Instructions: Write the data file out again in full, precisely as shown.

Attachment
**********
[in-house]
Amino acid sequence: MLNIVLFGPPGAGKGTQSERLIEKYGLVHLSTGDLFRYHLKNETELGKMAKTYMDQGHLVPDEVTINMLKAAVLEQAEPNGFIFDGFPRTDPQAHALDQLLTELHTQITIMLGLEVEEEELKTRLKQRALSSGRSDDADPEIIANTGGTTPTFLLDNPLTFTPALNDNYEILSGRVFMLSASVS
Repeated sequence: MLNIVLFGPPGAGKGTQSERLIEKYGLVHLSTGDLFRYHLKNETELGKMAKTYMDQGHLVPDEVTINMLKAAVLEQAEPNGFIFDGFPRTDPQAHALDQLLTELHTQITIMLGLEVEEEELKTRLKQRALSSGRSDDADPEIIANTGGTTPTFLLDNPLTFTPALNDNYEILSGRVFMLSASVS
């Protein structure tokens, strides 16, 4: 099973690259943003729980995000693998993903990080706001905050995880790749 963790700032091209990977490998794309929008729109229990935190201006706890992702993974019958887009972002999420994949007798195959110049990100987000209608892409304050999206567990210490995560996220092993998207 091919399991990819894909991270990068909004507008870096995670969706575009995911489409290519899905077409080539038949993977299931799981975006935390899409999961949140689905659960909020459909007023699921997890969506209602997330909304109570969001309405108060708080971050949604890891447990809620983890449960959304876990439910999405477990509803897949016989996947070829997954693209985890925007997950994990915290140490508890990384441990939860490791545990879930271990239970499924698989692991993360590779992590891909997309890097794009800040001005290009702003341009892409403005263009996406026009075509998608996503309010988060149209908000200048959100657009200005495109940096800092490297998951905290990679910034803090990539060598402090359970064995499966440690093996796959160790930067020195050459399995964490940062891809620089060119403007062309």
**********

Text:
[in-house]
Amino acid sequence: MLNIVLFGPPGAGKGTQSERLIEKYGLVHLSTGDLFRYHLKNETELGKMAKTYMDQGHLVPDEVTINMLKAAVLEQAEPNGFIFDGFPRTDPQAHALDQLLTELHTQITIMLGLEVEEEELKTRLKQRALSSGRSDDADPEIIANTGGTTPTFLLDNPLTFTPALNDNYEILSGRVFMLSASVS
Repeated sequence: MLNIVLFGPPGAGKGTQSERLIEKYGLVHLSTGDLFRYHLKNETELGKMAKTYMDQGHLVPDEVTINMLKAAVLEQAEPNGFIFDGFPRTDPQAHALDQLLTELHTQITIMLGLEVEEEELKTRLKQRALSSGRSDDADPEIIANTGGTTPTFLLDNPLTFTPALNDNYEILSGRVFMLSASVS
């Protein structure tokens, strides 16, 4: 099973690259943003729980995000693998993903990080706001905050995880790749 963790700032091209990977490998794309929008729109229990935190201006706890992702993974019958887009972002999420994949007798195959110049990100987000209608892409304050999206567990210490995560996220092993998207 091919399991990819894909991270990068909004507008870096995670969706575009995911489409290519899905077409080539038949993977299931799981975006935390899409999961949140689905659960909020459909007023699921997890969506209602997330909304109570969001309405108060708080971050949604890891447990809620983890449960959304876990439910999405477990509803897949016989996947070829997954693209985890925007997950994990915290140490508890990384441990939860490791545990879930271990239970499924698989692991993360590779992590891909997309890097794009800040001005290009702003341009892409403005263009996406026009075509998608996503309010988060149209908000200048959100657009200005495109940096800092490297998951905290990679910034803090990539060598402090359970064995499966440690093996796959160790930067020195050459399995964490940062891809620089060119403007062309």